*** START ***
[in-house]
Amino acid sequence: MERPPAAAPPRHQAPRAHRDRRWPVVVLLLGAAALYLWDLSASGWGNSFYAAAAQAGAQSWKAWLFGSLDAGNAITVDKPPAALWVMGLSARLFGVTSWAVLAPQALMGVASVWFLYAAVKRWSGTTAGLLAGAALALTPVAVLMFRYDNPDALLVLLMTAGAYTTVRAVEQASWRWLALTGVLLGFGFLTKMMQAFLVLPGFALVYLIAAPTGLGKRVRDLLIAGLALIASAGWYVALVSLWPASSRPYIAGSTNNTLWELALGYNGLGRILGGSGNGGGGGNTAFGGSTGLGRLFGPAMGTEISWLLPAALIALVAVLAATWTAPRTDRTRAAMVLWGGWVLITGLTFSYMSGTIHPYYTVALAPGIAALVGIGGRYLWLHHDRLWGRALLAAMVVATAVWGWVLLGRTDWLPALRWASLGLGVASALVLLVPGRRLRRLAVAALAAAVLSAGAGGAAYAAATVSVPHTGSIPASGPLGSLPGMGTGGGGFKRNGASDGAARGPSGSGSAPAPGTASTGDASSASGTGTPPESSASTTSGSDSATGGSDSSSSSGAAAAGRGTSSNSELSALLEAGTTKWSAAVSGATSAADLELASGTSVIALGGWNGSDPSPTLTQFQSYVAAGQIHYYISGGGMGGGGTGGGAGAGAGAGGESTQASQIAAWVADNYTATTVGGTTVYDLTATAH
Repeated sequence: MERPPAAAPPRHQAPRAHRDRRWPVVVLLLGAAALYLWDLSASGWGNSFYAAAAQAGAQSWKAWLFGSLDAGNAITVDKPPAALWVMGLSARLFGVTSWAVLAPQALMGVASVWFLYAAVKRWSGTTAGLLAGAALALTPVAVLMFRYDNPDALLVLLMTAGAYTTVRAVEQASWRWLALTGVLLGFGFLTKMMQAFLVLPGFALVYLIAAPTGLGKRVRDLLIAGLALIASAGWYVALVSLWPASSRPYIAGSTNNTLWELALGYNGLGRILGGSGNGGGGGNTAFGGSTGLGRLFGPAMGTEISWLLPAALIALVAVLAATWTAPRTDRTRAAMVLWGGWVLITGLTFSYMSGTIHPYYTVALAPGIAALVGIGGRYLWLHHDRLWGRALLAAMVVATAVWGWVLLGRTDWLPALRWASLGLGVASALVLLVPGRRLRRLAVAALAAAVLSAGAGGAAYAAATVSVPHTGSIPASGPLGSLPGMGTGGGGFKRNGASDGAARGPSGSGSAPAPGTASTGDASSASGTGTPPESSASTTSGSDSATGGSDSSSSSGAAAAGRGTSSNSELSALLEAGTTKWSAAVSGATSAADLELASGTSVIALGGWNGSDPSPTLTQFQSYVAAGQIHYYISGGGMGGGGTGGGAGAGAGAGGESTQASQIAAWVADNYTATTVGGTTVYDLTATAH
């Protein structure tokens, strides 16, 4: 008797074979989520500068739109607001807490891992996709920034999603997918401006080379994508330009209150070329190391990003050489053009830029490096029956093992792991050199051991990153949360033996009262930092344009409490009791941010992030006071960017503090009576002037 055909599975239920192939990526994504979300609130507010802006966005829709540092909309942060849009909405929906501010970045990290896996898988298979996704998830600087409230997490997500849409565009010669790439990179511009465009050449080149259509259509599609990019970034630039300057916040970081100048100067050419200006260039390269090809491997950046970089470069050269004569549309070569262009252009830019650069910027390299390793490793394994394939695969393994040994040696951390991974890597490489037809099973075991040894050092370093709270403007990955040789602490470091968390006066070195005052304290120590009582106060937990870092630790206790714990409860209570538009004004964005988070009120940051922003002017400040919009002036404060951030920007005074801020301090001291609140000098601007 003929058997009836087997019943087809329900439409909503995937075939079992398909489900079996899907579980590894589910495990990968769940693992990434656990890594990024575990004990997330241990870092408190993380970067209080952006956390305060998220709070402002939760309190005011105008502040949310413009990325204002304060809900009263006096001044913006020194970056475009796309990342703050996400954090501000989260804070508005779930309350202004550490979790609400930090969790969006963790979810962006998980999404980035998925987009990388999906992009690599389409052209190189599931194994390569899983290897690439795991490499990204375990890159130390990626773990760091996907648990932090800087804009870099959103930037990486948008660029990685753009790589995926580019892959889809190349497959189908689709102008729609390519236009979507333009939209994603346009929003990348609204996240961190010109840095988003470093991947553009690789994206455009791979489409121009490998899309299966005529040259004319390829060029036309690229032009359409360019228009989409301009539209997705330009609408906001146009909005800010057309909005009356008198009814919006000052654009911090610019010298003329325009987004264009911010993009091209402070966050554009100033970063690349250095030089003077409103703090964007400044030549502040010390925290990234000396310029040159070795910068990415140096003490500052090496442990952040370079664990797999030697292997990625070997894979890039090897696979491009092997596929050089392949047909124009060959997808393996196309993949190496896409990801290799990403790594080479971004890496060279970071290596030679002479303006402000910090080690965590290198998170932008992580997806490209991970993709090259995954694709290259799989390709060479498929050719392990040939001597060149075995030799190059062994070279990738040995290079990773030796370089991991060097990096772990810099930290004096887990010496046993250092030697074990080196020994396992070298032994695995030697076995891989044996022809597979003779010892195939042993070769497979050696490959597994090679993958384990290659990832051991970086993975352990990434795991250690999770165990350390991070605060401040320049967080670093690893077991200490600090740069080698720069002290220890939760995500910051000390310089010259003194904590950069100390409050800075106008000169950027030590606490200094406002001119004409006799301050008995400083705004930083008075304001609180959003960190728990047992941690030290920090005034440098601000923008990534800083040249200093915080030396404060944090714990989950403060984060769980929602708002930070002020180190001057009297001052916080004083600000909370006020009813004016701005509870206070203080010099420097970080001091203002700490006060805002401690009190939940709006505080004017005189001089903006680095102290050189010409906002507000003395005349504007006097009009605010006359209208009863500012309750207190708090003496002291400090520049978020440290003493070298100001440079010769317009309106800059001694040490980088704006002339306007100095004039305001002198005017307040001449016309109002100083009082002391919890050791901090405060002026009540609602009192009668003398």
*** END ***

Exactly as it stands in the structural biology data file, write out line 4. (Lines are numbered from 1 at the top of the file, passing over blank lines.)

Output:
């Protein structure tokens, strides 16, 4: 008797074979989520500068739109607001807490891992996709920034999603997918401006080379994508330009209150070329190391990003050489053009830029490096029956093992792991050199051991990153949360033996009262930092344009409490009791941010992030006071960017503090009576002037 055909599975239920192939990526994504979300609130507010802006966005829709540092909309942060849009909405929906501010970045990290896996898988298979996704998830600087409230997490997500849409565009010669790439990179511009465009050449080149259509259509599609990019970034630039300057916040970081100048100067050419200006260039390269090809491997950046970089470069050269004569549309070569262009252009830019650069910027390299390793490793394994394939695969393994040994040696951390991974890597490489037809099973075991040894050092370093709270403007990955040789602490470091968390006066070195005052304290120590009582106060937990870092630790206790714990409860209570538009004004964005988070009120940051922003002017400040919009002036404060951030920007005074801020301090001291609140000098601007 003929058997009836087997019943087809329900439409909503995937075939079992398909489900079996899907579980590894589910495990990968769940693992990434656990890594990024575990004990997330241990870092408190993380970067209080952006956390305060998220709070402002939760309190005011105008502040949310413009990325204002304060809900009263006096001044913006020194970056475009796309990342703050996400954090501000989260804070508005779930309350202004550490979790609400930090969790969006963790979810962006998980999404980035998925987009990388999906992009690599389409052209190189599931194994390569899983290897690439795991490499990204375990890159130390990626773990760091996907648990932090800087804009870099959103930037990486948008660029990685753009790589995926580019892959889809190349497959189908689709102008729609390519236009979507333009939209994603346009929003990348609204996240961190010109840095988003470093991947553009690789994206455009791979489409121009490998899309299966005529040259004319390829060029036309690229032009359409360019228009989409301009539209997705330009609408906001146009909005800010057309909005009356008198009814919006000052654009911090610019010298003329325009987004264009911010993009091209402070966050554009100033970063690349250095030089003077409103703090964007400044030549502040010390925290990234000396310029040159070795910068990415140096003490500052090496442990952040370079664990797999030697292997990625070997894979890039090897696979491009092997596929050089392949047909124009060959997808393996196309993949190496896409990801290799990403790594080479971004890496060279970071290596030679002479303006402000910090080690965590290198998170932008992580997806490209991970993709090259995954694709290259799989390709060479498929050719392990040939001597060149075995030799190059062994070279990738040995290079990773030796370089991991060097990096772990810099930290004096887990010496046993250092030697074990080196020994396992070298032994695995030697076995891989044996022809597979003779010892195939042993070769497979050696490959597994090679993958384990290659990832051991970086993975352990990434795991250690999770165990350390991070605060401040320049967080670093690893077991200490600090740069080698720069002290220890939760995500910051000390310089010259003194904590950069100390409050800075106008000169950027030590606490200094406002001119004409006799301050008995400083705004930083008075304001609180959003960190728990047992941690030290920090005034440098601000923008990534800083040249200093915080030396404060944090714990989950403060984060769980929602708002930070002020180190001057009297001052916080004083600000909370006020009813004016701005509870206070203080010099420097970080001091203002700490006060805002401690009190939940709006505080004017005189001089903006680095102290050189010409906002507000003395005349504007006097009009605010006359209208009863500012309750207190708090003496002291400090520049978020440290003493070298100001440079010769317009309106800059001694040490980088704006002339306007100095004039305001002198005017307040001449016309109002100083009082002391919890050791901090405060002026009540609602009192009668003398």